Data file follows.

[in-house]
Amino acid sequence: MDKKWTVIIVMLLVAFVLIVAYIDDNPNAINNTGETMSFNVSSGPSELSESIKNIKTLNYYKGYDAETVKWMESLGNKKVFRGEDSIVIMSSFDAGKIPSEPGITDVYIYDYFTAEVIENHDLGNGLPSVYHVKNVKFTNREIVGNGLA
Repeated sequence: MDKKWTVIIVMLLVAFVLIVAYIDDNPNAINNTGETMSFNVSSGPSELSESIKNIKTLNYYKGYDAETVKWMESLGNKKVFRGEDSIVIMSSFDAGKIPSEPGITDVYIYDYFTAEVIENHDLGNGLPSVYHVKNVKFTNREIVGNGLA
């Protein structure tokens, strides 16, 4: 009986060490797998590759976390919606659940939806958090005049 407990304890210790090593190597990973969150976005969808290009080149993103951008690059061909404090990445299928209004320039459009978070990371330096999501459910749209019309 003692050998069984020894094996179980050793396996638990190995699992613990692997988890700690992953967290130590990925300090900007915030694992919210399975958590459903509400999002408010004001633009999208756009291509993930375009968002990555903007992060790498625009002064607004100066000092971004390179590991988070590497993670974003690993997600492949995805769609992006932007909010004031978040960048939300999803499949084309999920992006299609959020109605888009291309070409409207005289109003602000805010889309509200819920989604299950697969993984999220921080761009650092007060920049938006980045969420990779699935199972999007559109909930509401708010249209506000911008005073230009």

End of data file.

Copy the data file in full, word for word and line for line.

[in-house]
Amino acid sequence: MDKKWTVIIVMLLVAFVLIVAYIDDNPNAINNTGETMSFNVSSGPSELSESIKNIKTLNYYKGYDAETVKWMESLGNKKVFRGEDSIVIMSSFDAGKIPSEPGITDVYIYDYFTAEVIENHDLGNGLPSVYHVKNVKFTNREIVGNGLA
Repeated sequence: MDKKWTVIIVMLLVAFVLIVAYIDDNPNAINNTGETMSFNVSSGPSELSESIKNIKTLNYYKGYDAETVKWMESLGNKKVFRGEDSIVIMSSFDAGKIPSEPGITDVYIYDYFTAEVIENHDLGNGLPSVYHVKNVKFTNREIVGNGLA
């Protein structure tokens, strides 16, 4: 009986060490797998590759976390919606659940939806958090005049 407990304890210790090593190597990973969150976005969808290009080149993103951008690059061909404090990445299928209004320039459009978070990371330096999501459910749209019309 003692050998069984020894094996179980050793396996638990190995699992613990692997988890700690992953967290130590990925300090900007915030694992919210399975958590459903509400999002408010004001633009999208756009291509993930375009968002990555903007992060790498625009002064607004100066000092971004390179590991988070590497993670974003690993997600492949995805769609992006932007909010004031978040960048939300999803499949084309999920992006299609959020109605888009291309070409409207005289109003602000805010889309509200819920989604299950697969993984999220921080761009650092007060920049938006980045969420990779699935199972999007559109909930509401708010249209506000911008005073230009």